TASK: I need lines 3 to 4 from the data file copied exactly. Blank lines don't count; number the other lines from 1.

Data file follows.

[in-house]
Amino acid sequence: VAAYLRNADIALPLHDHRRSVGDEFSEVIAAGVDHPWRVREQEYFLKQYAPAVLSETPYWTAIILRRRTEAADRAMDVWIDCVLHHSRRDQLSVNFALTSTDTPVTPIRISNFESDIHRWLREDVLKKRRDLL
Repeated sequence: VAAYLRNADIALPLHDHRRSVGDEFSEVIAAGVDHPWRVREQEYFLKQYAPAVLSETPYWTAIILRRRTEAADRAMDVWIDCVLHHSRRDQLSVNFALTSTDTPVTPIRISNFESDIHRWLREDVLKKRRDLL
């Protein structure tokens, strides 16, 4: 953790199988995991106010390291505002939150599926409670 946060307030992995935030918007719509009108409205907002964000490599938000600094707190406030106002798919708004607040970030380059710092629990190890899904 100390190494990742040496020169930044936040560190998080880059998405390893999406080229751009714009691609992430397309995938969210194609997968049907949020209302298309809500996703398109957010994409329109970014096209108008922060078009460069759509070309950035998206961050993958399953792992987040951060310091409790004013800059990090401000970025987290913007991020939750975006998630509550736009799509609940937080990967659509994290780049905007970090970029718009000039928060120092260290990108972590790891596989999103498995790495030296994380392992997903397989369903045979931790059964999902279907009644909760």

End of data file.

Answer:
Repeated sequence: VAAYLRNADIALPLHDHRRSVGDEFSEVIAAGVDHPWRVREQEYFLKQYAPAVLSETPYWTAIILRRRTEAADRAMDVWIDCVLHHSRRDQLSVNFALTSTDTPVTPIRISNFESDIHRWLREDVLKKRRDLL
């Protein structure tokens, strides 16, 4: 953790199988995991106010390291505002939150599926409670 946060307030992995935030918007719509009108409205907002964000490599938000600094707190406030106002798919708004607040970030380059710092629990190890899904 100390190494990742040496020169930044936040560190998080880059998405390893999406080229751009714009691609992430397309995938969210194609997968049907949020209302298309809500996703398109957010994409329109970014096209108008922060078009460069759509070309950035998206961050993958399953792992987040951060310091409790004013800059990090401000970025987290913007991020939750975006998630509550736009799509609940937080990967659509994290780049905007970090970029718009000039928060120092260290990108972590790891596989999103498995790495030296994380392992997903397989369903045979931790059964999902279907009644909760």